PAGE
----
North Carolina Gov. Pat McCrory has signed legislation House Bill 2 designed to rein in local governments passing their own anti-discrimination rules.
EDITOR’S NOTE: Finally, after all these years of Obama and the Liberals ramming the LGBT Agenda down our throats, North Carolina has emerged as the first state to say a resounding “no!” with House Bill 2. What’s in this bill that is causing all this faux outrage from the LGBT? The idea that men should use the men’s room, and women should use the ladies room.
McCrory’s office confirmed he signed the law late Wednesday night, hours after the legislature finalized the bill in a one-day work session. Lawmakers returned to Raleigh because a Charlotte City Council ordinance was supposed to take effect April 1 that expanded protections on the basis of sexual orientation and gender identity for treatment at hotels and restaurants.
Critics focused on the ability of transgender people to use the bathroom or locker rooms aligned with their gender identity. So did McCrory, Charlotte’s mayor for 14 years.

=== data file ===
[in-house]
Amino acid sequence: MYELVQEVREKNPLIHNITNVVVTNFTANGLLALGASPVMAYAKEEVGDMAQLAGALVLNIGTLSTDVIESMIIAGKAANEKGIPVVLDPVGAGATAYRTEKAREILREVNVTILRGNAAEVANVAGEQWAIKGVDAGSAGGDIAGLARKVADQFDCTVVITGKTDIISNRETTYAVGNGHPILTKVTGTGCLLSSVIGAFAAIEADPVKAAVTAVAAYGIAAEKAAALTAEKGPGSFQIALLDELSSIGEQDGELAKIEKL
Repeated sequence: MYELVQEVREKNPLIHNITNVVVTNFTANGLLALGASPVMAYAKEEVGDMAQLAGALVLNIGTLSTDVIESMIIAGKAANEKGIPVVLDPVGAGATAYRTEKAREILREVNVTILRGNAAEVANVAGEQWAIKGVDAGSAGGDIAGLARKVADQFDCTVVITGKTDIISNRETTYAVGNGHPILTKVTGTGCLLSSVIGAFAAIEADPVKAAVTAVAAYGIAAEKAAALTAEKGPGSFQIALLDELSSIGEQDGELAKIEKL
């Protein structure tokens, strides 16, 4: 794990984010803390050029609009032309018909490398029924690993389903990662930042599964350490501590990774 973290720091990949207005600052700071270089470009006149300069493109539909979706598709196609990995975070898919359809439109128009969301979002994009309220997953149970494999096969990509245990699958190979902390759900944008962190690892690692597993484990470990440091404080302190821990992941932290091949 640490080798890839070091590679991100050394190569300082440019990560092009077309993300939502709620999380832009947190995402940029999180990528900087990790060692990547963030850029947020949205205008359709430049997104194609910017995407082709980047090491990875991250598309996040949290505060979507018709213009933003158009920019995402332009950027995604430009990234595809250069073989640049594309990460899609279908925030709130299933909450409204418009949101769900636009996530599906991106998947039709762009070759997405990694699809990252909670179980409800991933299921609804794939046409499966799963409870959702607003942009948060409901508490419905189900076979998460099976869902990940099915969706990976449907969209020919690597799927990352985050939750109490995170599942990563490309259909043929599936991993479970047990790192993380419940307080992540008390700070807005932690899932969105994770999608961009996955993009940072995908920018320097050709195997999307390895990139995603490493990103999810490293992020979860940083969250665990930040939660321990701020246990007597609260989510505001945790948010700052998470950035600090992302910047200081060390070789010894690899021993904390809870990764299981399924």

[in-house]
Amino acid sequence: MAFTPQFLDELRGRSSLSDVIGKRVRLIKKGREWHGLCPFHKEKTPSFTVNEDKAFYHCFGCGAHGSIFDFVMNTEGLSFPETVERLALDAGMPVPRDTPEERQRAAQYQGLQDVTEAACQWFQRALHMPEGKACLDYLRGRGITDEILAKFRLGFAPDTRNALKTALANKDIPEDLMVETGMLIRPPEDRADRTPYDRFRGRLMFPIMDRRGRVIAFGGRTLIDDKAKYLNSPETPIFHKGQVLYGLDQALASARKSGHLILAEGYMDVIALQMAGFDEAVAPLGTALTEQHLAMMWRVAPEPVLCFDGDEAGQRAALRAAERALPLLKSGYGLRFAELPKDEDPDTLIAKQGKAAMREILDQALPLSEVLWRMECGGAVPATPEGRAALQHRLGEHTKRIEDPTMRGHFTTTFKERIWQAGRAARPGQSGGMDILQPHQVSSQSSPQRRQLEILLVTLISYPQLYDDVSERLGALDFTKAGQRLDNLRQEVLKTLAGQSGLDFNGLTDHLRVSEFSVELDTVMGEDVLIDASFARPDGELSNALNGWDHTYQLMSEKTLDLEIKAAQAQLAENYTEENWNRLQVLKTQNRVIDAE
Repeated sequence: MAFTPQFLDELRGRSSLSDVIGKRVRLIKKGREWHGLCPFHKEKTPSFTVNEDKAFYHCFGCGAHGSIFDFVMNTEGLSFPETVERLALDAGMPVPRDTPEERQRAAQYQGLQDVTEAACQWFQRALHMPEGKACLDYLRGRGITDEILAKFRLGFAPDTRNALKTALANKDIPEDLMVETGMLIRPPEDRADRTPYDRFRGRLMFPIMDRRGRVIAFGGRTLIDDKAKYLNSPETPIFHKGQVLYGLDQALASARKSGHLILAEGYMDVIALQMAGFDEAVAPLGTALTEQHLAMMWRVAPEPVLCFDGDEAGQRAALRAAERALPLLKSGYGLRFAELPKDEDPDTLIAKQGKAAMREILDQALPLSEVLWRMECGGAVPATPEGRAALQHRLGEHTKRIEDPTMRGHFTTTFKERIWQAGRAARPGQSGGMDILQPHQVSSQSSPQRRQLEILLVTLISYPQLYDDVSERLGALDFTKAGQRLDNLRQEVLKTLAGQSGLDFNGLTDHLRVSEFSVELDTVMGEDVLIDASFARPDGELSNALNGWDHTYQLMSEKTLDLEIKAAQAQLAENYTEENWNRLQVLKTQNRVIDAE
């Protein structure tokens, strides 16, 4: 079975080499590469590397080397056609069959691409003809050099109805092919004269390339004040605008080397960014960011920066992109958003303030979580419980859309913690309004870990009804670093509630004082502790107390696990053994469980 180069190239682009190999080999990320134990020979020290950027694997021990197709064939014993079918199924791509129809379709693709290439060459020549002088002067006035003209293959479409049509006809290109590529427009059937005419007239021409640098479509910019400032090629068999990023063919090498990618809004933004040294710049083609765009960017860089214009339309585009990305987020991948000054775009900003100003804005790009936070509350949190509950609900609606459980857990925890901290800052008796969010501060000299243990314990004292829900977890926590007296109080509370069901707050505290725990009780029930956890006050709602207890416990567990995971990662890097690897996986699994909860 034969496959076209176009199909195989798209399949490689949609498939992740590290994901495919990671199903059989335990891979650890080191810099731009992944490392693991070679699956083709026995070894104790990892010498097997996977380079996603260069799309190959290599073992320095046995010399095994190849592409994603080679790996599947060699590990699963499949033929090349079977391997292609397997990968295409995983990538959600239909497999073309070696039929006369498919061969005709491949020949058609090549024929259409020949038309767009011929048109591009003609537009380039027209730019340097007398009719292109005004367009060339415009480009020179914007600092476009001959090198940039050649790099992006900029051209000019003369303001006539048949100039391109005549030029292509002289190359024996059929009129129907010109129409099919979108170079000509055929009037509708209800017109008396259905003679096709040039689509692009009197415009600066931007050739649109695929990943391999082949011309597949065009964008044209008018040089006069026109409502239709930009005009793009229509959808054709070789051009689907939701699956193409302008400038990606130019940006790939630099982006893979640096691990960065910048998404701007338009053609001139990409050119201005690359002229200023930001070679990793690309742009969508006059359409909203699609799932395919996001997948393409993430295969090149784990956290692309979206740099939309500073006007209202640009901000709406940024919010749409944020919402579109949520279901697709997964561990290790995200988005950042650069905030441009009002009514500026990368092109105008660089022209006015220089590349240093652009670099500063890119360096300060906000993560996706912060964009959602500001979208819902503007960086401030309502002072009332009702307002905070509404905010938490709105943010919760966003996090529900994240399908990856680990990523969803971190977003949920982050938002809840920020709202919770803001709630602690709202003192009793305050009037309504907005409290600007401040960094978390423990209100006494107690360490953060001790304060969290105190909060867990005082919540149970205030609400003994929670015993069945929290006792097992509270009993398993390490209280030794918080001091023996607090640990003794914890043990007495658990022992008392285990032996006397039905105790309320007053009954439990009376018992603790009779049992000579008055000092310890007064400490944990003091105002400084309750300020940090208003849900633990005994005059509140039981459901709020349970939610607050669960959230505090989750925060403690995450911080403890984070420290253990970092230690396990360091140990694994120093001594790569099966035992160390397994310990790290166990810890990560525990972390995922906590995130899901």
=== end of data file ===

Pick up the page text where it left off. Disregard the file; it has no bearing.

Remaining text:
The resulting legislation went further. Now cities, towns, and counties can’t pass anti-discrimination rules beyond a new state standard. And public schools, public college campuses and government agencies must require bathrooms or locker rooms be designated for use only by people based on their biological sex.
McCrory’s office released a statement Wednesday night, saying “the basic expectation of privacy in the most personal of settings, a restroom or locker room, for each gender was violated by government overreach and intrusion by the mayor and city council of Charlotte.”
The governor also said the “radical breach of trust and security under the false argument of equal access not only impacts the citizens of Charlotte but people who come to Charlotte to work, visit or play. This new government regulation defies common sense and basic community norms by allowing, for example, a man to use a woman’s bathroom, shower or locker room.”
Lambda Legal, the American Civil Liberties Union, the ACLU of North Carolina, and Equality North Carolina condemned McCrory’s action, and announced after the bill became law that the organizations are exploring legal challenges to the law. source